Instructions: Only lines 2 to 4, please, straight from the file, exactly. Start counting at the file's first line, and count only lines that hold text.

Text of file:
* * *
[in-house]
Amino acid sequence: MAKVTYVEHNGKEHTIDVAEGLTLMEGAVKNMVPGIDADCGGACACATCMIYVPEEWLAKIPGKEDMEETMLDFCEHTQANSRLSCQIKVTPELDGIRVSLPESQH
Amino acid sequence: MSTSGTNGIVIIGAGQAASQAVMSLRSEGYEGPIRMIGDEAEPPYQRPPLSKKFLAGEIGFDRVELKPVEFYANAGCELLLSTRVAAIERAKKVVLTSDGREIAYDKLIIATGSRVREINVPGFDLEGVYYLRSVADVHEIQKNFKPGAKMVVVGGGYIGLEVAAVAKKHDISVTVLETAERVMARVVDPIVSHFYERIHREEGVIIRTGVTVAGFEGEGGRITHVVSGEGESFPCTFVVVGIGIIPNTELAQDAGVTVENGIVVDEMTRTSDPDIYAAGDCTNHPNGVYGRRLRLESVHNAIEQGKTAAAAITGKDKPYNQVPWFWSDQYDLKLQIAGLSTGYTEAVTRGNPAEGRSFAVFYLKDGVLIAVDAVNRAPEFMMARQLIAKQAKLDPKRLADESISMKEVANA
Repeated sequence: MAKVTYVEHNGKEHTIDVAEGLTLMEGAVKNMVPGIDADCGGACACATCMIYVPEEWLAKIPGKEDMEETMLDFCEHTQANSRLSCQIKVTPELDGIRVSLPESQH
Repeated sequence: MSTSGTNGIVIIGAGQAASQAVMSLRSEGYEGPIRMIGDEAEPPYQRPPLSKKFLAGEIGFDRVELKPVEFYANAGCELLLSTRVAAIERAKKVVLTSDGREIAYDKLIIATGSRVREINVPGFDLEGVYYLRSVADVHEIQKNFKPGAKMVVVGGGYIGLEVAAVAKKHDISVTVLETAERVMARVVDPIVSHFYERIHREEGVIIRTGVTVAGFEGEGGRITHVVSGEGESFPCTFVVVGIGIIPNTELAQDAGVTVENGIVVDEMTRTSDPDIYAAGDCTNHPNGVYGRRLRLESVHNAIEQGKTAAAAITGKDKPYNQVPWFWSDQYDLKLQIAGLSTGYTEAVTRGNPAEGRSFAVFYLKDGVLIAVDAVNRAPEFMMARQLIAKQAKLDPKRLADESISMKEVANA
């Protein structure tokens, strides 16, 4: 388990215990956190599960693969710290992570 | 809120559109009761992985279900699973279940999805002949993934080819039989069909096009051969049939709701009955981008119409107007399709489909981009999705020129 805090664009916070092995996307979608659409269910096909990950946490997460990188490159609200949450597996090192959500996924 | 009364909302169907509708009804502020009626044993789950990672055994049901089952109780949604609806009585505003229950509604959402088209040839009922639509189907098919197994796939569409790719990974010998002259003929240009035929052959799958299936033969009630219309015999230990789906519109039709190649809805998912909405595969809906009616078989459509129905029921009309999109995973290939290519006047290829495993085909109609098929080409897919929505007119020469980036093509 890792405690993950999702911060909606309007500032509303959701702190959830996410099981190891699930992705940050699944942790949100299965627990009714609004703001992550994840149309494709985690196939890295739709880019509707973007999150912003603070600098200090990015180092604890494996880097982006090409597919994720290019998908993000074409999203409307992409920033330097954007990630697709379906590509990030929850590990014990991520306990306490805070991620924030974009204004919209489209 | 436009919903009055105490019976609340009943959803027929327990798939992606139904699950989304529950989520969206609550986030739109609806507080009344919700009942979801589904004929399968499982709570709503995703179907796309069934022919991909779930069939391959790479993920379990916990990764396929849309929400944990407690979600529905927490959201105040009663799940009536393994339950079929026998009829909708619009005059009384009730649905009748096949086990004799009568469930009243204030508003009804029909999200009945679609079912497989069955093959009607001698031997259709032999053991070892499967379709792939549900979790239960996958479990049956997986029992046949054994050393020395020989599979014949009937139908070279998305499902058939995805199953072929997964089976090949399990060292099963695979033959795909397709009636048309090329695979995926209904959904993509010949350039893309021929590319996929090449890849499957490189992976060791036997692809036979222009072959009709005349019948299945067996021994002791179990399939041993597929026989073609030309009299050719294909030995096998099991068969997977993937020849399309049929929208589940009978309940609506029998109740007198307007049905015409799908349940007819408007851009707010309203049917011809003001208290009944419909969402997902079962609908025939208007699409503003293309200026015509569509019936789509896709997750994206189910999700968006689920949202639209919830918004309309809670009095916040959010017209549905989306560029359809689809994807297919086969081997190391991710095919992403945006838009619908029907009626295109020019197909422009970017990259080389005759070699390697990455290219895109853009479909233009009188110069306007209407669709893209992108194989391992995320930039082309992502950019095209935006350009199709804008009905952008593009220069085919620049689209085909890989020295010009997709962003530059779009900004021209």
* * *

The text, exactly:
Amino acid sequence: MAKVTYVEHNGKEHTIDVAEGLTLMEGAVKNMVPGIDADCGGACACATCMIYVPEEWLAKIPGKEDMEETMLDFCEHTQANSRLSCQIKVTPELDGIRVSLPESQH
Amino acid sequence: MSTSGTNGIVIIGAGQAASQAVMSLRSEGYEGPIRMIGDEAEPPYQRPPLSKKFLAGEIGFDRVELKPVEFYANAGCELLLSTRVAAIERAKKVVLTSDGREIAYDKLIIATGSRVREINVPGFDLEGVYYLRSVADVHEIQKNFKPGAKMVVVGGGYIGLEVAAVAKKHDISVTVLETAERVMARVVDPIVSHFYERIHREEGVIIRTGVTVAGFEGEGGRITHVVSGEGESFPCTFVVVGIGIIPNTELAQDAGVTVENGIVVDEMTRTSDPDIYAAGDCTNHPNGVYGRRLRLESVHNAIEQGKTAAAAITGKDKPYNQVPWFWSDQYDLKLQIAGLSTGYTEAVTRGNPAEGRSFAVFYLKDGVLIAVDAVNRAPEFMMARQLIAKQAKLDPKRLADESISMKEVANA
Repeated sequence: MAKVTYVEHNGKEHTIDVAEGLTLMEGAVKNMVPGIDADCGGACACATCMIYVPEEWLAKIPGKEDMEETMLDFCEHTQANSRLSCQIKVTPELDGIRVSLPESQH